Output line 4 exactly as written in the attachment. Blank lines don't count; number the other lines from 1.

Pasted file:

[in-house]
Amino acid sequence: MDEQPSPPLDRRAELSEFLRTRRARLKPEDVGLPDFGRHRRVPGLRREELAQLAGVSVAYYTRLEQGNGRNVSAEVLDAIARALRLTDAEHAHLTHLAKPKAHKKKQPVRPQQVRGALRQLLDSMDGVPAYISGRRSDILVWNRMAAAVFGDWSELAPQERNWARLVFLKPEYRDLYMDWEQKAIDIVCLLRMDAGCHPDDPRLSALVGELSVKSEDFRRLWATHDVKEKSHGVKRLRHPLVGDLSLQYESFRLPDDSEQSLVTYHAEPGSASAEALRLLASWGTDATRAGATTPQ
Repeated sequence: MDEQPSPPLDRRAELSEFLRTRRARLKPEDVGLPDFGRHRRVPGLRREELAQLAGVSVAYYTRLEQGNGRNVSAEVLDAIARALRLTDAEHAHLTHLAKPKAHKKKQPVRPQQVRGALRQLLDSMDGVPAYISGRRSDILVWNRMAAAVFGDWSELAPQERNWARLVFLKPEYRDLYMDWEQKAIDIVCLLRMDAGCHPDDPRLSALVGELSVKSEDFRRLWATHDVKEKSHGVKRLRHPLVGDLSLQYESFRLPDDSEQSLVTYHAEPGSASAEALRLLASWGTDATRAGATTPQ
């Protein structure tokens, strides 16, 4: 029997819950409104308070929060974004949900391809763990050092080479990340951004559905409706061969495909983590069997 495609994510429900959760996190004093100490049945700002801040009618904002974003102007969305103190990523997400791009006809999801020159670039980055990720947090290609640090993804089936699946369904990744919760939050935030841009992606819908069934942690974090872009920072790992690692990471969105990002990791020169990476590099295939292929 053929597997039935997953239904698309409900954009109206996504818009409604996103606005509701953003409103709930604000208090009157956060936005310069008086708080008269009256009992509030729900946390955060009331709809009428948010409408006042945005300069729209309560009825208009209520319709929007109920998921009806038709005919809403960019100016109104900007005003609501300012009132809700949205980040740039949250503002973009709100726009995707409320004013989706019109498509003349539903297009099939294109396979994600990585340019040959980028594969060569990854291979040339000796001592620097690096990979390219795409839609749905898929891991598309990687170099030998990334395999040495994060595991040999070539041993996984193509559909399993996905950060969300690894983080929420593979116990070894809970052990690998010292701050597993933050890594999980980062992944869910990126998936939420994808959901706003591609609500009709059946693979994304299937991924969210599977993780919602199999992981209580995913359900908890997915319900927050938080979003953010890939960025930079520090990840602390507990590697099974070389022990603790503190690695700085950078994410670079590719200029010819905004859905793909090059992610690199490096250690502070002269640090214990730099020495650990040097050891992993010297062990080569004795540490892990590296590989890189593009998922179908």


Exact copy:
């Protein structure tokens, strides 16, 4: 029997819950409104308070929060974004949900391809763990050092080479990340951004559905409706061969495909983590069997 495609994510429900959760996190004093100490049945700002801040009618904002974003102007969305103190990523997400791009006809999801020159670039980055990720947090290609640090993804089936699946369904990744919760939050935030841009992606819908069934942690974090872009920072790992690692990471969105990002990791020169990476590099295939292929 053929597997039935997953239904698309409900954009109206996504818009409604996103606005509701953003409103709930604000208090009157956060936005310069008086708080008269009256009992509030729900946390955060009331709809009428948010409408006042945005300069729209309560009825208009209520319709929007109920998921009806038709005919809403960019100016109104900007005003609501300012009132809700949205980040740039949250503002973009709100726009995707409320004013989706019109498509003349539903297009099939294109396979994600990585340019040959980028594969060569990854291979040339000796001592620097690096990979390219795409839609749905898929891991598309990687170099030998990334395999040495994060595991040999070539041993996984193509559909399993996905950060969300690894983080929420593979116990070894809970052990690998010292701050597993933050890594999980980062992944869910990126998936939420994808959901706003591609609500009709059946693979994304299937991924969210599977993780919602199999992981209580995913359900908890997915319900927050938080979003953010890939960025930079520090990840602390507990590697099974070389022990603790503190690695700085950078994410670079590719200029010819905004859905793909090059992610690199490096250690502070002269640090214990730099020495650990040097050891992993010297062990080569004795540490892990590296590989890189593009998922179908």